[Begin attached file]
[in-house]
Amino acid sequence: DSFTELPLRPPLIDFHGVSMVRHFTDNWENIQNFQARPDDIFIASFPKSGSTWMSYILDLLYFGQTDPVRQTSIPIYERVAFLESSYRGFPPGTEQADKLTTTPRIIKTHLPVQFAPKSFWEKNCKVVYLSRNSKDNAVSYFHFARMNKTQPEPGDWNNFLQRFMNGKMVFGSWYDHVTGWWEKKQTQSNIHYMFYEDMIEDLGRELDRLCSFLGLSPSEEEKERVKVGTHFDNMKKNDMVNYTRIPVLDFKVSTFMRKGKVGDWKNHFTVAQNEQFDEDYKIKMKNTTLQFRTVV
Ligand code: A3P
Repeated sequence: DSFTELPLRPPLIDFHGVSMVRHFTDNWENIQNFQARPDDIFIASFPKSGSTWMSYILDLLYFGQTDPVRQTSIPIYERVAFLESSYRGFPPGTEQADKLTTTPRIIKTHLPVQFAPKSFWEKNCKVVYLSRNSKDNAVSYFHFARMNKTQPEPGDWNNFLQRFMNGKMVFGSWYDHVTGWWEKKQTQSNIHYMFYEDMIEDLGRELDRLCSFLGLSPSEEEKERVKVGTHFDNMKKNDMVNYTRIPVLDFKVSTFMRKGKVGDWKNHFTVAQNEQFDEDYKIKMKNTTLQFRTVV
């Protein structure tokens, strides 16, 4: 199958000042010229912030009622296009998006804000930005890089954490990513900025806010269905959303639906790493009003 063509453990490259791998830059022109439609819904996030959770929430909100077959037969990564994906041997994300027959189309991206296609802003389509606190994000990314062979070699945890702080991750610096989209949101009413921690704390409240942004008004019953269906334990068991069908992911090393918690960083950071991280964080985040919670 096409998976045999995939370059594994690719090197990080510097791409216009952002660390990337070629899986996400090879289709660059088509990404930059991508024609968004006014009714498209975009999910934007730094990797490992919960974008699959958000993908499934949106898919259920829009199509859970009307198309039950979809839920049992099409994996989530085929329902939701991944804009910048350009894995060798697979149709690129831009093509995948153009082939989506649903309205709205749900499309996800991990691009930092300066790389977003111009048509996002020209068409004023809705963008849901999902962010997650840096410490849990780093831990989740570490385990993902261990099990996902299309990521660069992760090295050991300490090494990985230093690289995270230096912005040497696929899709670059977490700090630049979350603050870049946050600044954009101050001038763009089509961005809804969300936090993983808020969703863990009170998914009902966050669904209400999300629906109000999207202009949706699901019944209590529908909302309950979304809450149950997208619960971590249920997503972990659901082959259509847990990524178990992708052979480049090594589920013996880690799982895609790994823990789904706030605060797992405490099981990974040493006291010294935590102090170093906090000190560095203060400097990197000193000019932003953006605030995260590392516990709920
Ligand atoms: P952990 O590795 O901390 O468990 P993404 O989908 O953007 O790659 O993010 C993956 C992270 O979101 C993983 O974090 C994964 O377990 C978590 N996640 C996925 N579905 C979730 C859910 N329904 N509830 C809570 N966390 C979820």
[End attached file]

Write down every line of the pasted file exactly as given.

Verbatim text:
[in-house]
Amino acid sequence: DSFTELPLRPPLIDFHGVSMVRHFTDNWENIQNFQARPDDIFIASFPKSGSTWMSYILDLLYFGQTDPVRQTSIPIYERVAFLESSYRGFPPGTEQADKLTTTPRIIKTHLPVQFAPKSFWEKNCKVVYLSRNSKDNAVSYFHFARMNKTQPEPGDWNNFLQRFMNGKMVFGSWYDHVTGWWEKKQTQSNIHYMFYEDMIEDLGRELDRLCSFLGLSPSEEEKERVKVGTHFDNMKKNDMVNYTRIPVLDFKVSTFMRKGKVGDWKNHFTVAQNEQFDEDYKIKMKNTTLQFRTVV
Ligand code: A3P
Repeated sequence: DSFTELPLRPPLIDFHGVSMVRHFTDNWENIQNFQARPDDIFIASFPKSGSTWMSYILDLLYFGQTDPVRQTSIPIYERVAFLESSYRGFPPGTEQADKLTTTPRIIKTHLPVQFAPKSFWEKNCKVVYLSRNSKDNAVSYFHFARMNKTQPEPGDWNNFLQRFMNGKMVFGSWYDHVTGWWEKKQTQSNIHYMFYEDMIEDLGRELDRLCSFLGLSPSEEEKERVKVGTHFDNMKKNDMVNYTRIPVLDFKVSTFMRKGKVGDWKNHFTVAQNEQFDEDYKIKMKNTTLQFRTVV
């Protein structure tokens, strides 16, 4: 199958000042010229912030009622296009998006804000930005890089954490990513900025806010269905959303639906790493009003 063509453990490259791998830059022109439609819904996030959770929430909100077959037969990564994906041997994300027959189309991206296609802003389509606190994000990314062979070699945890702080991750610096989209949101009413921690704390409240942004008004019953269906334990068991069908992911090393918690960083950071991280964080985040919670 096409998976045999995939370059594994690719090197990080510097791409216009952002660390990337070629899986996400090879289709660059088509990404930059991508024609968004006014009714498209975009999910934007730094990797490992919960974008699959958000993908499934949106898919259920829009199509859970009307198309039950979809839920049992099409994996989530085929329902939701991944804009910048350009894995060798697979149709690129831009093509995948153009082939989506649903309205709205749900499309996800991990691009930092300066790389977003111009048509996002020209068409004023809705963008849901999902962010997650840096410490849990780093831990989740570490385990993902261990099990996902299309990521660069992760090295050991300490090494990985230093690289995270230096912005040497696929899709670059977490700090630049979350603050870049946050600044954009101050001038763009089509961005809804969300936090993983808020969703863990009170998914009902966050669904209400999300629906109000999207202009949706699901019944209590529908909302309950979304809450149950997208619960971590249920997503972990659901082959259509847990990524178990992708052979480049090594589920013996880690799982895609790994823990789904706030605060797992405490099981990974040493006291010294935590102090170093906090000190560095203060400097990197000193000019932003953006605030995260590392516990709920
Ligand atoms: P952990 O590795 O901390 O468990 P993404 O989908 O953007 O790659 O993010 C993956 C992270 O979101 C993983 O974090 C994964 O377990 C978590 N996640 C996925 N579905 C979730 C859910 N329904 N509830 C809570 N966390 C979820």